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Discussion Starter #1
My 19 year old daughter has 3 cockatiels. She got her first girl back in 2011, shortly after Igor was weaned. Igor is now 5 years old. My daughter got her second female in 2012 from a friend of a friend who needed to rehome her bird. Tavi is now also 5, going on 6 years old. They basically ignore each other, with the first bird having a strong bond (tries to mate) with my daughter. Last spring we inherited another (male) bird who needed a new home. Petey has been with us for a little over a year and is either 6 or 7 years old.

Neither female is overly interested in Petey, however, this mating season Petey has shown an interest in our anti-social Tavi (who does not like much attention, but will accept limited attention from humans). He sings to her, and tries to get her attention. She has none of it. Igor, as well, basically ignores Petey, and tries to keep everyone else where she wants them in the cage.

Tavi has begun laying eggs, and has a nesting box. (This is not the first time she has laid eggs.) Since she was given a nesting box Petey has begun to sing to her more frequently, but unfortunately, last night, became very aggressive towards Tavi, keeping her out of the box. Tavi has been aggressive towards the other female, Igor, as well. People and birds have been being bitten in the past 24 hours.

In addition, even before this started with the eggs, we've noticed that Petey has been becoming more aggressive, and less willing to have any attention. He is content to sit on a perch and sing to his reflection, to sit in the window, or to sit in my daughter's bed. He will attempt to bite if he is asked to "step up" onto your finger. He was not overly sweet when we got him a year ago, but he has become more . . . . mean . . . . for lack of a better word.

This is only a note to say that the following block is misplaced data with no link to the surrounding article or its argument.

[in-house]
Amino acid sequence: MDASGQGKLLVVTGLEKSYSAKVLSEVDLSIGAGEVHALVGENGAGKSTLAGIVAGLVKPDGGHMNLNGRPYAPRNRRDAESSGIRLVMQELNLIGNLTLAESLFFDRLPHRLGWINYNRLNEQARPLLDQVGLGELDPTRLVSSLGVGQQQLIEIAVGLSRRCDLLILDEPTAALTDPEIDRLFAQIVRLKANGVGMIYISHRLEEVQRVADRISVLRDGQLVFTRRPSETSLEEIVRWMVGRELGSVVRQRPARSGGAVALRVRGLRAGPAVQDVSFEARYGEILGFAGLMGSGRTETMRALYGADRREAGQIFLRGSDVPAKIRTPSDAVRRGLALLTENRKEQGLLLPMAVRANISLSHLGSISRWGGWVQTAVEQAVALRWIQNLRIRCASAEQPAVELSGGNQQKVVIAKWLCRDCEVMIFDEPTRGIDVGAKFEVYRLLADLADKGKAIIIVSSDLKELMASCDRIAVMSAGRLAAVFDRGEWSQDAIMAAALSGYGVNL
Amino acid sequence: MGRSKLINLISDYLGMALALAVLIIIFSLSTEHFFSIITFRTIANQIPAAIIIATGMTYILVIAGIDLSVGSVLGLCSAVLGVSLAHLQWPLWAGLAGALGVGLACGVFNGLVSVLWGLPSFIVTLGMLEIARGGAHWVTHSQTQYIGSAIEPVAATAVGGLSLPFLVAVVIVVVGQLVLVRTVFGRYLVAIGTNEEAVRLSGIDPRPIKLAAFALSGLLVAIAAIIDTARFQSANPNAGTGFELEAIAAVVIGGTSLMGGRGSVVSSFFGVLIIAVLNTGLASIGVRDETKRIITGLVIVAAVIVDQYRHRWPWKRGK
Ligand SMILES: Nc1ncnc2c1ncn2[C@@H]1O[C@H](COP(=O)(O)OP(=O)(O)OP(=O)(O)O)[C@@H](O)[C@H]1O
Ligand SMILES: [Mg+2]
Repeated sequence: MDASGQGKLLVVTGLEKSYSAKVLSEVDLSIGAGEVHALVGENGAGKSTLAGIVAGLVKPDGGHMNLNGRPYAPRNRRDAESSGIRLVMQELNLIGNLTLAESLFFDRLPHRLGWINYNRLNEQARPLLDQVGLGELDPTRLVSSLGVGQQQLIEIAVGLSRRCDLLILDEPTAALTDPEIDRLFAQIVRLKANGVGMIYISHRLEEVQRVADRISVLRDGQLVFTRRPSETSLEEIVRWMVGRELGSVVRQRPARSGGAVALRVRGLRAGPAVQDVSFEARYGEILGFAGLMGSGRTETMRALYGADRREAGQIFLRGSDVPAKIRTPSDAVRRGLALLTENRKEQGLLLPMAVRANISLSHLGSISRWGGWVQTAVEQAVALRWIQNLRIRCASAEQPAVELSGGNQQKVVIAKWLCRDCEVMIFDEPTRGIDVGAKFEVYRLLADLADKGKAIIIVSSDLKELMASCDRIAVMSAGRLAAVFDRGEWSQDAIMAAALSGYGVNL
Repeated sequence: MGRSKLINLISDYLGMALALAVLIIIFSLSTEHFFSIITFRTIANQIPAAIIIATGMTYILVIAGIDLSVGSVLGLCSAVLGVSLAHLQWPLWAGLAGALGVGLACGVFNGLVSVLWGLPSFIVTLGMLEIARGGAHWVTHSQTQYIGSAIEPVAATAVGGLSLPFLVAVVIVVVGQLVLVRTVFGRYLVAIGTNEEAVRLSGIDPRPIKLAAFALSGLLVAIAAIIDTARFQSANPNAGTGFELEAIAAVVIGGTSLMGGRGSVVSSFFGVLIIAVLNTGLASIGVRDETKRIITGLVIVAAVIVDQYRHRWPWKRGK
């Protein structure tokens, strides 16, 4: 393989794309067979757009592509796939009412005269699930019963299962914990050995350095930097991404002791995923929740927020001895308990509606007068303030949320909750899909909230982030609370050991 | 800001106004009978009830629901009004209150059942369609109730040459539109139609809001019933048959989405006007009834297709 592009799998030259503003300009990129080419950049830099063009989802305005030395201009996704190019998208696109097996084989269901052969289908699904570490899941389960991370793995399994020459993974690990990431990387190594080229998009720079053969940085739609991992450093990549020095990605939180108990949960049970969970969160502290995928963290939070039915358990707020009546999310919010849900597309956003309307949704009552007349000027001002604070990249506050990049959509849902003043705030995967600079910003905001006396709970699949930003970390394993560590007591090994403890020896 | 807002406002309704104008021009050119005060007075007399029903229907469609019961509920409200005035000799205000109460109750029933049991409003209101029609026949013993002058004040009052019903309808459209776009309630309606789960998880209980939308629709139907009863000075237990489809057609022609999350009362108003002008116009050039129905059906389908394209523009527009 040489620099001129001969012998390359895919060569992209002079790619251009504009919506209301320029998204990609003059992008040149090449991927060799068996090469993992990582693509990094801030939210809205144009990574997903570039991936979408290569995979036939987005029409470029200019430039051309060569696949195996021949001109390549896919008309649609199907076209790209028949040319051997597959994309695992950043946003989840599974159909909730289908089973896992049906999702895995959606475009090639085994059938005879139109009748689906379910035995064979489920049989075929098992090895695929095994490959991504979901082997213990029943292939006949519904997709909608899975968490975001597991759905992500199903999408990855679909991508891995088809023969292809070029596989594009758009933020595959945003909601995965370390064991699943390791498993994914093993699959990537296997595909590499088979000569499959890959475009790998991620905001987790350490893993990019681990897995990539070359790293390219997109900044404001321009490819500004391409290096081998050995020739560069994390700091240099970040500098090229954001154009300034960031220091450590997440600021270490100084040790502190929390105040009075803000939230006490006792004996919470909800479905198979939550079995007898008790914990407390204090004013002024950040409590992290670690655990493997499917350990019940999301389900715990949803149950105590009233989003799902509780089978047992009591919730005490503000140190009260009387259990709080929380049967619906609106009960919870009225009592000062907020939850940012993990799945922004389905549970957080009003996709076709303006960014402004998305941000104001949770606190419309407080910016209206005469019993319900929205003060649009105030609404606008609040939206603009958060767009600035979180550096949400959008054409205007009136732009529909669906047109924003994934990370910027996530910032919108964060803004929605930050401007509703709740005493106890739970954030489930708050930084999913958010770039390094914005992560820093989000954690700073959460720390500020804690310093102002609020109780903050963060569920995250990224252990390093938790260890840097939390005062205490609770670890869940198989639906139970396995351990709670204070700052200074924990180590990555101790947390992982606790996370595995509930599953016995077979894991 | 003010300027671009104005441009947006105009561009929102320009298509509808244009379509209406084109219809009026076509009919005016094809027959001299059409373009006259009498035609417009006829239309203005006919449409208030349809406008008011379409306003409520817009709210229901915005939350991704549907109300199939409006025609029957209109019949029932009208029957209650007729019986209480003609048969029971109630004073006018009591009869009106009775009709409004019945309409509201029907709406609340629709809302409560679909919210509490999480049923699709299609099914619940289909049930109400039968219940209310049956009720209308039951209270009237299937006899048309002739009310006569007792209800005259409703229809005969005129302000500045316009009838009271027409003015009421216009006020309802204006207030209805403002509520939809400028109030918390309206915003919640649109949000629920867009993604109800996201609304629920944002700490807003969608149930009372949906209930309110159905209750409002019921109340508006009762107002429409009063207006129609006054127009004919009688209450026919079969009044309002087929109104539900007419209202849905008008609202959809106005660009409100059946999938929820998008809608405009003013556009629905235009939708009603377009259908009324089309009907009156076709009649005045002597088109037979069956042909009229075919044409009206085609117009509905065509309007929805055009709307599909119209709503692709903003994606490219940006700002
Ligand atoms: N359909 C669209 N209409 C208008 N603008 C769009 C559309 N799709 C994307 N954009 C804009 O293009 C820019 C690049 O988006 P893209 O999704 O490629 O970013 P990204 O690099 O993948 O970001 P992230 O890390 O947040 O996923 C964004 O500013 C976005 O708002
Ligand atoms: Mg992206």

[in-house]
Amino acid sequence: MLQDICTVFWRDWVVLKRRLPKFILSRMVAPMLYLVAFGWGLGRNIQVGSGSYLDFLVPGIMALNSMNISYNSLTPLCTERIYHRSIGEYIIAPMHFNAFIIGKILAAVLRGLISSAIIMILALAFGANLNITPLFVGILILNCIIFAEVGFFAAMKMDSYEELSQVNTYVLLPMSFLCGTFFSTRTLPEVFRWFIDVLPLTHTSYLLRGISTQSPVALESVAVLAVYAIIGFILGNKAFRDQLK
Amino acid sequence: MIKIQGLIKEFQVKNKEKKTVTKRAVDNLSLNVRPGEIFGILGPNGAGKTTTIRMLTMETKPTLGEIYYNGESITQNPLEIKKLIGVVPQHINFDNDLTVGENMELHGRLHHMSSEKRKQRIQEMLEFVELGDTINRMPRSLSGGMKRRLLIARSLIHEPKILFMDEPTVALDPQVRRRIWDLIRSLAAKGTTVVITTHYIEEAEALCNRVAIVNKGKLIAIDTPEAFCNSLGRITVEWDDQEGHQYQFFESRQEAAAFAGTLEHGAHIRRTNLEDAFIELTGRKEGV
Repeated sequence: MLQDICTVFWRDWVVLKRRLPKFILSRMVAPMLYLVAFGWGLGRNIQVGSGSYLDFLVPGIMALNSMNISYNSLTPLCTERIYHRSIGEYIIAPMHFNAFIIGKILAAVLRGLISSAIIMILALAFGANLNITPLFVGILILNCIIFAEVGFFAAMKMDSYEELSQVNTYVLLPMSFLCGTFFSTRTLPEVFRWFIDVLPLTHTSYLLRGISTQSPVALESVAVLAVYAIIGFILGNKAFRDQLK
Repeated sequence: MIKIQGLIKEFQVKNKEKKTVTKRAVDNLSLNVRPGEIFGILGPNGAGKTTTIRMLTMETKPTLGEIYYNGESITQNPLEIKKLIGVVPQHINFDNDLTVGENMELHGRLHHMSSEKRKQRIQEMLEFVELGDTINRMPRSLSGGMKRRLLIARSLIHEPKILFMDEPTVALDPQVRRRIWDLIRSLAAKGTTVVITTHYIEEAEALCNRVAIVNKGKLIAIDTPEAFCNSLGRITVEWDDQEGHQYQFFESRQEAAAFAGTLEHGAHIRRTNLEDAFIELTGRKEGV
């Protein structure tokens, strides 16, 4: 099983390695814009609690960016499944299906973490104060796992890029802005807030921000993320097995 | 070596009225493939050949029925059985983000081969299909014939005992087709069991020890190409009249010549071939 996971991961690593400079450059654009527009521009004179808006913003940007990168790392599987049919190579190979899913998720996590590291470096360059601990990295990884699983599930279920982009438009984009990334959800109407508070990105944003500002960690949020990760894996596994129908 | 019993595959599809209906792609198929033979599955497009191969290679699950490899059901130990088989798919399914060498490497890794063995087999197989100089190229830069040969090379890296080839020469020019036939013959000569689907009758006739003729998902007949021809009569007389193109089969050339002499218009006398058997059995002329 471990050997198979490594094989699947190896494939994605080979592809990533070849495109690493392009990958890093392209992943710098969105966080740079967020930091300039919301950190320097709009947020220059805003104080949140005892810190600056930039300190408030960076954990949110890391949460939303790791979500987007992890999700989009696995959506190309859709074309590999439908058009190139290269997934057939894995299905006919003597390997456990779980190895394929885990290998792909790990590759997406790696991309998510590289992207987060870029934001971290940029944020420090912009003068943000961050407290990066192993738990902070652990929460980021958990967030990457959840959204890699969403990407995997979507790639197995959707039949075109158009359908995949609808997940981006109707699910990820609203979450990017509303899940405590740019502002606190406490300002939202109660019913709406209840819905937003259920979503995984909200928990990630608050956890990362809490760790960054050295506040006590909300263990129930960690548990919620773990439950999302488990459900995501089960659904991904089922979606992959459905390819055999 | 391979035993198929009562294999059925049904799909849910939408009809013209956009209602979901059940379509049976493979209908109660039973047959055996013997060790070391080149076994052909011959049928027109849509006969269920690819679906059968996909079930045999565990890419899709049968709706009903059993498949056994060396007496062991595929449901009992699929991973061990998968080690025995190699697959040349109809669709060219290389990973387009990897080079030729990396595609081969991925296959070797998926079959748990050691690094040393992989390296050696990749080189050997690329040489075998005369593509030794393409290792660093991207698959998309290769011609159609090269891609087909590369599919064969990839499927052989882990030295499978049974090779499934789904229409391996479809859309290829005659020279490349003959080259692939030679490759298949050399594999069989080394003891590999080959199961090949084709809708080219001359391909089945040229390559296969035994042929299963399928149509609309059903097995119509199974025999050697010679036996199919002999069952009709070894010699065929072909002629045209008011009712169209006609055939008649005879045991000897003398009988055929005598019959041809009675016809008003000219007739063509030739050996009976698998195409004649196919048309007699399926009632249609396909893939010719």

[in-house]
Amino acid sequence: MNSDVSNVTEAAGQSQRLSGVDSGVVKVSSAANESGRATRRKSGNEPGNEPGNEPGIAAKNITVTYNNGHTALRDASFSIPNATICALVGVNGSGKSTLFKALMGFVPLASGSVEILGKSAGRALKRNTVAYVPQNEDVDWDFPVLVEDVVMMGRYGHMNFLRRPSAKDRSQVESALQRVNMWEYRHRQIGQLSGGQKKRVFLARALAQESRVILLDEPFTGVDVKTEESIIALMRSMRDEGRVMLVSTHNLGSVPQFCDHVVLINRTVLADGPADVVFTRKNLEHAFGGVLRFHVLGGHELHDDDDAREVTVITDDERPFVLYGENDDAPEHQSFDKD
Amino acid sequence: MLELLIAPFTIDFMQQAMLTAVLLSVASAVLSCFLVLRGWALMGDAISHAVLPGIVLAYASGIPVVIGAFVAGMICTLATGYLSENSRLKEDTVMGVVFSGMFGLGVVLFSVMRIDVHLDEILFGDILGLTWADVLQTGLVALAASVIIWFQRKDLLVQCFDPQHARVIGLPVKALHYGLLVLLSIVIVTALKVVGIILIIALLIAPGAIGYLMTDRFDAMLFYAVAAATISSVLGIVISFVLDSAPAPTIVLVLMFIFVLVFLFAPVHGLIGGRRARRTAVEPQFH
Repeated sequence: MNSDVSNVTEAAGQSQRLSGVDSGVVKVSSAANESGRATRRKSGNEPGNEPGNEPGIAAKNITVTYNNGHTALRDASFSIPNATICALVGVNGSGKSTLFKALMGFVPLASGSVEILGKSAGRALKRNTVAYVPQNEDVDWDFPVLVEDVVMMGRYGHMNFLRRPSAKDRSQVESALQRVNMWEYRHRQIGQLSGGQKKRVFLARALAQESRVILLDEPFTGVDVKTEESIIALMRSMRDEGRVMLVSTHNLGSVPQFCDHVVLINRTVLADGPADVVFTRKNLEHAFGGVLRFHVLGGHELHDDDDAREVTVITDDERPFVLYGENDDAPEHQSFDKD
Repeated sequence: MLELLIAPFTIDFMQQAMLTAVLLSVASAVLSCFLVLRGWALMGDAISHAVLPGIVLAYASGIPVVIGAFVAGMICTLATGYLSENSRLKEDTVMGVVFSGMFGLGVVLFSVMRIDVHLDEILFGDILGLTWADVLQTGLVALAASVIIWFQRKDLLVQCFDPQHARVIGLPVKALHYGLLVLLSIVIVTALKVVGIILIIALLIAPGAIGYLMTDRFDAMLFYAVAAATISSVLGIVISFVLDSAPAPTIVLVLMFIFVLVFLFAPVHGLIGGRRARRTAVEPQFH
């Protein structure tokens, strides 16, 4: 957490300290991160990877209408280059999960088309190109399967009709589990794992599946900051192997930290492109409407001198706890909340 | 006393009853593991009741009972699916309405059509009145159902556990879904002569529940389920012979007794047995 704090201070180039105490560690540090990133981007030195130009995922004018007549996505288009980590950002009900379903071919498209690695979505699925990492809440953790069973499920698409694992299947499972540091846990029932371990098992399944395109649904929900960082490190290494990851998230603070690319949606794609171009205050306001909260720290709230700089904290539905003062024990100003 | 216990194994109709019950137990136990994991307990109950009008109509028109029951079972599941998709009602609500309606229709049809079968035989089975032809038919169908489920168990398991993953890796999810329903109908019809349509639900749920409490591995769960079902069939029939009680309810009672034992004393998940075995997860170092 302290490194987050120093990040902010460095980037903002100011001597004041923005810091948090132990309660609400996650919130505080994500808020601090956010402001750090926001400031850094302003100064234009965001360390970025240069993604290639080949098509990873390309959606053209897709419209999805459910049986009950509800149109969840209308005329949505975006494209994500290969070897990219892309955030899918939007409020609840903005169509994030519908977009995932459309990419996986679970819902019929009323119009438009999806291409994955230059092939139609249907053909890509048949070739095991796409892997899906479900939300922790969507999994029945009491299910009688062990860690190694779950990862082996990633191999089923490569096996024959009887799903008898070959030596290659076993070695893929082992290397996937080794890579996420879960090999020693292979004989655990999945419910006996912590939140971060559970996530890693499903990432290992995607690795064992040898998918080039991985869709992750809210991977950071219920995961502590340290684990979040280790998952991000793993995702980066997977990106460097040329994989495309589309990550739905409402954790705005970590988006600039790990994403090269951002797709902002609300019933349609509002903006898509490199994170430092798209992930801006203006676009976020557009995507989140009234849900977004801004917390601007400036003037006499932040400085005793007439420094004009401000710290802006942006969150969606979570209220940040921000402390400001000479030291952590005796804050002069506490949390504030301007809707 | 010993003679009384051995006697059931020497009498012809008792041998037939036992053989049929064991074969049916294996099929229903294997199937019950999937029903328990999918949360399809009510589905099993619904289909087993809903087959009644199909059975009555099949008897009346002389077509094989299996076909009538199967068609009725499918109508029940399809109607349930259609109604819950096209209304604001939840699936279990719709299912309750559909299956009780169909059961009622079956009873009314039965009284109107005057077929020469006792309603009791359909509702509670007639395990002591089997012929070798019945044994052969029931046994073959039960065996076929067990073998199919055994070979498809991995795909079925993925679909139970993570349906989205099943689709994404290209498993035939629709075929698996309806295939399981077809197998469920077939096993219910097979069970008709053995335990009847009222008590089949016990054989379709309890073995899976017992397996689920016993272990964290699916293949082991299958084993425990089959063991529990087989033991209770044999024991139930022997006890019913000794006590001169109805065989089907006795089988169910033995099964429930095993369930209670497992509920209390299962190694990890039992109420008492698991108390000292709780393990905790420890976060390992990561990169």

My daughter is in tears, feeling like a bad cockatiel mommy, and is regretting taking the third bird in. Any ideas are greatly appreciated!
 

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They need to not have a nesting box. With a nesting box in the cage, you're literally making it into a cage match for hormonal birds to stake their territory. Remove the nesting box and any eggs. Also, shorten their days artificially. I've also had good luck with getting them out of nesty mode by rearranging and sometimes even moving their cage. When everyone's hormones calm down, it will go back to normal.

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Poor daughter. She shouldn't be so hard on herself. Cockatiels are opportunist breeders. Anything can turn these guys on. Get rid of that nest box. It's making them more hormonal. Also, put them on long nights. Start with 14 hours a night of sleep. Avoid any noise or light in their room. Rearrange their cage. Make them feel uncomfortable to breed, buy making their home unfamiliar.
 

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Discussion Starter #4
So, just let any eggs that are laid fall onto the cage bars and crack (& throw away)?

I'm not sure when she last rearranged their cage, but I know they are on 11 hour nights. The 14 hours nights didn't help hormones earlier in the spring when the girls were both hormonal, but I'll suggest rearranging the cage and moving it to a different spot, along with the longer nights.